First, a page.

Then: Tommy (in the middle left of this group shot) was among the core group of best-known Mouseketeers, most notable
Then: Lonnie Burr (pictured here in the ears he loathed because they smushed his carefully tended pompadour) came
Then: Amateur talent contest champion Bobby Burgess (seen waving at the top of this group photo) first auditioned for The
Then: One of the experienced showbiz vets among the core group of Mouseketeers, Sharon Baird (in the bottom middle of
Then: At age 9, Sherry Alberoni (she’s the tiny thing in the bottom right-hand corner of this group photo,
To celebrate the 1950s Mouseketeers featured in my book, Why? Because We Still Like You, I’ll be posting updates on
Advance reviews, so you don’t have to take my word for it: Library Journal is kind enough to say, “Like
Just scheduled two New York readings for Why? Because We Still Like You: Wednesday, Nov. 3: Launch Party! @ 7
Maybe it was Marissa Cooper’s spectacular overdose on pills and tequila in Tijuana. Or perhaps it was Degrassi Community School’s battle-of-the-bands: Ashley and Craig working out their post-breakup angst via competing songs (sample lyric: “You’re the dust in my eye/you’re the rock in my shoe/you lied, lied, lied”) and confrontational T-shirts (sample graphic: Craig’s head engulfed in flames).
More likely it was somewhere in between those two seminal television events—seminal, at least, for me—that I realized something was wrong. I had watched every episode of “The O.C.” at least twice; the pilot, more like four or five times. I had scoured the Internet (unsuccessfully) in hopes of downloading the songs in that “Degrassi” episode (though at least I can listen on YouTube) and had (successfully) used my immense press powers to snag a shirt like the girl-band wore. I had developed inappropriate (and borderline illegal) crushes on “The O.C.”’s brooding, smoking, punch-throwing Ryan and on “Degrassi”’s cheating Craig.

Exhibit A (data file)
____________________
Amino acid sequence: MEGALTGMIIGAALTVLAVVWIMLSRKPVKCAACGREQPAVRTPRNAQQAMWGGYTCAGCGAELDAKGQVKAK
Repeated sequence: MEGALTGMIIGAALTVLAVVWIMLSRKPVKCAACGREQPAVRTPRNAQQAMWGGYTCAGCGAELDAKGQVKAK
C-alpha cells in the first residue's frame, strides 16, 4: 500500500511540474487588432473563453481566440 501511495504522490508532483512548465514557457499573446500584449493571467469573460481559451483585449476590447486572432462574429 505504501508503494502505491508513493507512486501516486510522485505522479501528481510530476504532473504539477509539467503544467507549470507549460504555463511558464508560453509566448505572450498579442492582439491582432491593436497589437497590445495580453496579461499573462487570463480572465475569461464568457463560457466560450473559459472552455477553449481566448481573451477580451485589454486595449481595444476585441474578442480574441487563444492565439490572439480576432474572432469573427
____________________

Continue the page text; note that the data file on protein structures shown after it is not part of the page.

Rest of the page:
Worst of all, I had commandeered the TiVo I shared with my then-fiancé, in our grownup, fully-furnished condo, which we purchased with money from years of gainful employment, to obsess over the high drama of high schoolers. And that seemed particularly rich for a 28-year-old woman who had, as a teenager, spurned “Beverly Hills 90210”—a defining show for her generation, with characters who shared a birth year with her—as trifling, unrealistic, unrelatable, and immature.
At a time when my life couldn’t have been more adult, I was suddenly addicted to adolescent angst.
And in the five years since the quick onset of my teen drama addiction, it’s only gotten worse, thanks to a proliferation of youth-focused entertainment. ABC Family is setting ratings records constantly these days, most impressively with its smash “Secret Life of the American Teenager”—which ended its first season two years ago as cable’s No. 1 scripted show in adults 18-34 and only continues to grow. (Don’t get me started on the narcotic qualities of the network’s “Make It or Break It,” “Greek” and its forthcoming “Pretty Little Liars” … oh, the beach hours I lose each summer to ABC Family.) The N, home of “Degrassi,” recently rebranded itself as TeenNick to capitalize on the teen-programming explosion. The CW lives purely on the basis of teen-centric series such as “90210,” “Vampire Diaries,” “Gossip Girl,” and “Life Unexpected.”